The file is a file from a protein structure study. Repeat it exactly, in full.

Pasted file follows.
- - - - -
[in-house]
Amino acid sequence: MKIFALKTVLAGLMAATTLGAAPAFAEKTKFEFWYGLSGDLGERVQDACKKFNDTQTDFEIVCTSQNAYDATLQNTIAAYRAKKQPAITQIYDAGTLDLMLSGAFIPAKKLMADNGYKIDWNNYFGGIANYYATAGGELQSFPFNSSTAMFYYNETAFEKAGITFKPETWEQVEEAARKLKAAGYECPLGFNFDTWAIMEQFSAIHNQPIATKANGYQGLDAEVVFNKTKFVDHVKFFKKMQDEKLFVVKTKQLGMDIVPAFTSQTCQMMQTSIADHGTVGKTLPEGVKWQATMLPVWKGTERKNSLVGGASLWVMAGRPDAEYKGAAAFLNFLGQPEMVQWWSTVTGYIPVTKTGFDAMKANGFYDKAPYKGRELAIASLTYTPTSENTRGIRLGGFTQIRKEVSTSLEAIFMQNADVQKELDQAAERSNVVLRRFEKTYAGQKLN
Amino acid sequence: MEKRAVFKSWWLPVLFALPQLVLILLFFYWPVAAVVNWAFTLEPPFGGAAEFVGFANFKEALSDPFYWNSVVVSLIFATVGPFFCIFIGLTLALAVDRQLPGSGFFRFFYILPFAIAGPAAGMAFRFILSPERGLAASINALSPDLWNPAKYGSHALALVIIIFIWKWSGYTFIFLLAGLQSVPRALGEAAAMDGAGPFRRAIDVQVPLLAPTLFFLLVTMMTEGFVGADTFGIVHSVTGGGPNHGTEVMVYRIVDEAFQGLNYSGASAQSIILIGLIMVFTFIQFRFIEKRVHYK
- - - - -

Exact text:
[in-house]
Amino acid sequence: MKIFALKTVLAGLMAATTLGAAPAFAEKTKFEFWYGLSGDLGERVQDACKKFNDTQTDFEIVCTSQNAYDATLQNTIAAYRAKKQPAITQIYDAGTLDLMLSGAFIPAKKLMADNGYKIDWNNYFGGIANYYATAGGELQSFPFNSSTAMFYYNETAFEKAGITFKPETWEQVEEAARKLKAAGYECPLGFNFDTWAIMEQFSAIHNQPIATKANGYQGLDAEVVFNKTKFVDHVKFFKKMQDEKLFVVKTKQLGMDIVPAFTSQTCQMMQTSIADHGTVGKTLPEGVKWQATMLPVWKGTERKNSLVGGASLWVMAGRPDAEYKGAAAFLNFLGQPEMVQWWSTVTGYIPVTKTGFDAMKANGFYDKAPYKGRELAIASLTYTPTSENTRGIRLGGFTQIRKEVSTSLEAIFMQNADVQKELDQAAERSNVVLRRFEKTYAGQKLN
Amino acid sequence: MEKRAVFKSWWLPVLFALPQLVLILLFFYWPVAAVVNWAFTLEPPFGGAAEFVGFANFKEALSDPFYWNSVVVSLIFATVGPFFCIFIGLTLALAVDRQLPGSGFFRFFYILPFAIAGPAAGMAFRFILSPERGLAASINALSPDLWNPAKYGSHALALVIIIFIWKWSGYTFIFLLAGLQSVPRALGEAAAMDGAGPFRRAIDVQVPLLAPTLFFLLVTMMTEGFVGADTFGIVHSVTGGGPNHGTEVMVYRIVDEAFQGLNYSGASAQSIILIGLIMVFTFIQFRFIEKRVHYK